Posts Tagged ‘dealing with heartbreak’

The Dating Timeline (Who You Should be Dating at Your Age)

Heartbreak and the Emotional Cushion

When She Swallows, What Does it Mean?

Top 5 Things that Won’t Get You A(nother) Date

The Curse of the Buffet: What Happens with Too Many Choices



The first time I went skiing, I stared down the bunny slope and thought, “I got this.”  Then, I just went for it, without any idea of how to do turns or stop.  I just knew how to “pizza” and I was good with that.  For the rest of the afternoon, I went straight down greens and blues, scared shitless, but knew I had no other option but just to go for it.  BTW, this was a year ago.

After my afternoon of what seemed like near-death experiences, I found myself with a permanent dumbass grin.  I felt fearless, exhilarated, and invigorated.  The last time I truly felt like this was the first time I fell in love.

Rewind to my Sophomore year in high school, when I met Paul in Student Council, who would soon become my first love.  I remember staring down this love slope and knew I had to go for it.  I had no idea what a broken heart felt like, nor did I see an expiration on our love.  I just knew it was like a magnet, pulling me, directing me, and ultimately breaking me to pieces.  That love was fearless.  That love was 100%.  And I haven’t felt the same since then.

The last couple times I went skiing, I was unable to go straight down the slopes, because I learned how to do turns and how to control my skis.  But I remember standing on top of a steep blue last winter thinking, “No way in hell could I go down this thing.”  I became a coward and used wide turns to cushion my fall.

The last time I was on the brink of falling in love, I immediately held up my shield, because I knew what it felt like to be broken-hearted and I knew how I could protect my fragile heart.  But I remember being on the verge of letting go of my feelings thinking, “No way in hell can I say those three words again.”  I, again, became a coward and used my shield to slowly dissipate my emotions.

This past weekend, I went to a gaming convention where the majority of people in attendance were boys 14-18.  Sure teenage boys talk like teenage boys, but I was absolutely amused by the way they talked about girls.  Most people fall in love for the first time around this age and some of these guys were head over heels.  Asking me to interpret text messages, Facebook statuses, and voicemails.  It was refreshing to see brewing young love and how overall consuming it could be.

Then, I think about my friends and some of my clients, and even some of you.  I honestly believe that as we get older, we spend more time protecting our heart than sharing our heart.  I get it, the first time hurt like hell but it also hurt so good (I’m not talking about losing my V-card here).  How are we really suppose to fall “head over heels” for someone when we’re not even willing to fall in the first place?

Love. Is. Fearless.  Let’s all grow some balls and just fucking go for it.

One of the greatest things I’ve learned about you guys in recent years is that men have feelings too.  You get sad, you cry, and you get, dare I say it, ”emotional” about shit.  I find it fascinating when I meet a guy who is trying to get over a girl….from 3 years ago.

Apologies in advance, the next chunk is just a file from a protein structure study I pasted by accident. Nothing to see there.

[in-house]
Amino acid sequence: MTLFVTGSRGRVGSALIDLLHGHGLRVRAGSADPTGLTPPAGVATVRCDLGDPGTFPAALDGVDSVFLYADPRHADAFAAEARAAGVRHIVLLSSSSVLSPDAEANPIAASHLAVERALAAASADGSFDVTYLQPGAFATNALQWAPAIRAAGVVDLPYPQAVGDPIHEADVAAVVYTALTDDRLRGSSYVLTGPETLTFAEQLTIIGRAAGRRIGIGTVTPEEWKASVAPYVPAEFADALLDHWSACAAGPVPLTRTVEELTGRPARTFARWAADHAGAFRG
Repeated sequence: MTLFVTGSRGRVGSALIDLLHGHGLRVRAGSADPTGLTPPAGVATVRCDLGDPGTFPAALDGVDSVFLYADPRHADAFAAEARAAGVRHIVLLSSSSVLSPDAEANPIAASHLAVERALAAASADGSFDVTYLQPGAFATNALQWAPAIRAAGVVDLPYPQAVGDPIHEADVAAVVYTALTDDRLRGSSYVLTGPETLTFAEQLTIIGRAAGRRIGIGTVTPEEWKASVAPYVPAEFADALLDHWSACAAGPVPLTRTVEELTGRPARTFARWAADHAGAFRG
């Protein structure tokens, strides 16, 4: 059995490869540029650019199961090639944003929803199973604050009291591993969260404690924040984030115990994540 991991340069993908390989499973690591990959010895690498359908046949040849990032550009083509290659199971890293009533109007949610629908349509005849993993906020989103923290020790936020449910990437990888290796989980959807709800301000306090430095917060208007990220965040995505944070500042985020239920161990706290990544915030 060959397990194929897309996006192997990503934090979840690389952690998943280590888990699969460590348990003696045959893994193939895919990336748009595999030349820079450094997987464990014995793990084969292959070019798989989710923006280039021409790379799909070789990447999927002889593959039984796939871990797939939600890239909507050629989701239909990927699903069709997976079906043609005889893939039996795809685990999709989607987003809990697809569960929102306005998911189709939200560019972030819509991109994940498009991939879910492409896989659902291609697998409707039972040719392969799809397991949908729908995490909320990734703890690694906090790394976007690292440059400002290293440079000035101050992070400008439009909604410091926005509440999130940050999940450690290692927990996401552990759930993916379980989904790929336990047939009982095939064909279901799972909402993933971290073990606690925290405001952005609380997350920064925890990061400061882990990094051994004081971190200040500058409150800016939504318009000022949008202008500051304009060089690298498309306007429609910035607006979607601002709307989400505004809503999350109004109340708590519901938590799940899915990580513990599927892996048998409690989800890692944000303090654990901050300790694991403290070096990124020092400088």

Women fall fast, but men fall hard.

I would argue maybe 80% of clients are trying to get over a girl whether they want to admit it or not.  When a guy comes to me and tells me he wants to get laid by as many chicks as possible, my first response is always “tell me about the last girl you were involved with.”  And more times than not, this prompts an emotional discussion beginning with something like, “She fucked me up…”

It may take awhile for you to decide to commit to a girl emotionally, when it seems that women are constantly looking for that kind of commitment.   However, when you do fall for a girl, you are totally invested and it’s very difficult to get over those feelings after a breakup.

It has been found in numerous studies , that your brain processes emotional pain similar to physical pain.  Your body actually physically hurts.   Men and women deal with heartbreak in very different ways:

See what happens in the above chart is that women start building what I call an Emotional Cushion right away after a heartbreak.  We do so by divulging our emotions internally and externally.  We also start gathering our support group and thus, making the cushion extra cushion-y.  Think of it this way: let’s say you start falling off a building, in those moments of freefall, women are slowly building this large mattress below, because we know without it, it’ll hurt really fucking bad.  You guys, on the other hand, like to think that once you go SPLAT, you’ll come out of it just fine without anything to fall on.

So that leads me to today, nearing the end of breakup season, and talking to an influx of heartbroken men who are just digging themselves deeper and deeper into emotional pain.  What can you learn from women?  Build an emotional cushion.  Start with the internal cushion, where you should reflect and face the pain almost immediately.  Then branch out into external cushion.  I know some of you don’t feel comfortable to talking to  your guy friends, but seek out a good friend who is a girl, a sister, or even a dating coach, perhaps.  Facing and communicating your emotional pain may just break your fall.

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